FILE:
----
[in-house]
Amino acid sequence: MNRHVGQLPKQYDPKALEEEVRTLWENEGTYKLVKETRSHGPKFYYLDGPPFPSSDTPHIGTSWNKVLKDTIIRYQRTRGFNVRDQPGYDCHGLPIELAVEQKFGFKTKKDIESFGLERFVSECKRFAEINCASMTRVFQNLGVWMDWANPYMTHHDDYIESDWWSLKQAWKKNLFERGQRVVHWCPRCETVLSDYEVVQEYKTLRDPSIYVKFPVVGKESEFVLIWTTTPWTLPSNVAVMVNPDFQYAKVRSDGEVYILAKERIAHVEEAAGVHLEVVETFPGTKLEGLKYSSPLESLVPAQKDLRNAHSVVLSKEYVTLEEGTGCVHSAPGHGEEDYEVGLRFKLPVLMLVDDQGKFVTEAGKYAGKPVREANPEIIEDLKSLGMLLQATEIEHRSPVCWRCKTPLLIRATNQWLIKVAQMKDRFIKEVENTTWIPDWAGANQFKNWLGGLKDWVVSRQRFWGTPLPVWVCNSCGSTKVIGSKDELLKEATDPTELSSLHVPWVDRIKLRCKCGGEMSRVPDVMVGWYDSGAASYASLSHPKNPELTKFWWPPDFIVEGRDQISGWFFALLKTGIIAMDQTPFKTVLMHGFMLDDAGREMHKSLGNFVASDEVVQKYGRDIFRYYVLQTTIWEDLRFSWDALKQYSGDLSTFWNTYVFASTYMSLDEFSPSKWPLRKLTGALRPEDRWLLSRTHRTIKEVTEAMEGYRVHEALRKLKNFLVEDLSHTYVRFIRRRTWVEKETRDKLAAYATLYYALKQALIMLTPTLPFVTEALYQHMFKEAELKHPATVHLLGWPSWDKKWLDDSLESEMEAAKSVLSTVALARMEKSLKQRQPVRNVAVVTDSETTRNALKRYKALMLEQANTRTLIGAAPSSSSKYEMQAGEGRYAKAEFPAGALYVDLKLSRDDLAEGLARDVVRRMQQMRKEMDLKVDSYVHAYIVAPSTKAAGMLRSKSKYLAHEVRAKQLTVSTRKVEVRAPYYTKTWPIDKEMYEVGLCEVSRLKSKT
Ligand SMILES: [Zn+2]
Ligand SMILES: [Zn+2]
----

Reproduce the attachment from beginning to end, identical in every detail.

[in-house]
Amino acid sequence: MNRHVGQLPKQYDPKALEEEVRTLWENEGTYKLVKETRSHGPKFYYLDGPPFPSSDTPHIGTSWNKVLKDTIIRYQRTRGFNVRDQPGYDCHGLPIELAVEQKFGFKTKKDIESFGLERFVSECKRFAEINCASMTRVFQNLGVWMDWANPYMTHHDDYIESDWWSLKQAWKKNLFERGQRVVHWCPRCETVLSDYEVVQEYKTLRDPSIYVKFPVVGKESEFVLIWTTTPWTLPSNVAVMVNPDFQYAKVRSDGEVYILAKERIAHVEEAAGVHLEVVETFPGTKLEGLKYSSPLESLVPAQKDLRNAHSVVLSKEYVTLEEGTGCVHSAPGHGEEDYEVGLRFKLPVLMLVDDQGKFVTEAGKYAGKPVREANPEIIEDLKSLGMLLQATEIEHRSPVCWRCKTPLLIRATNQWLIKVAQMKDRFIKEVENTTWIPDWAGANQFKNWLGGLKDWVVSRQRFWGTPLPVWVCNSCGSTKVIGSKDELLKEATDPTELSSLHVPWVDRIKLRCKCGGEMSRVPDVMVGWYDSGAASYASLSHPKNPELTKFWWPPDFIVEGRDQISGWFFALLKTGIIAMDQTPFKTVLMHGFMLDDAGREMHKSLGNFVASDEVVQKYGRDIFRYYVLQTTIWEDLRFSWDALKQYSGDLSTFWNTYVFASTYMSLDEFSPSKWPLRKLTGALRPEDRWLLSRTHRTIKEVTEAMEGYRVHEALRKLKNFLVEDLSHTYVRFIRRRTWVEKETRDKLAAYATLYYALKQALIMLTPTLPFVTEALYQHMFKEAELKHPATVHLLGWPSWDKKWLDDSLESEMEAAKSVLSTVALARMEKSLKQRQPVRNVAVVTDSETTRNALKRYKALMLEQANTRTLIGAAPSSSSKYEMQAGEGRYAKAEFPAGALYVDLKLSRDDLAEGLARDVVRRMQQMRKEMDLKVDSYVHAYIVAPSTKAAGMLRSKSKYLAHEVRAKQLTVSTRKVEVRAPYYTKTWPIDKEMYEVGLCEVSRLKSKT
Ligand SMILES: [Zn+2]
Ligand SMILES: [Zn+2]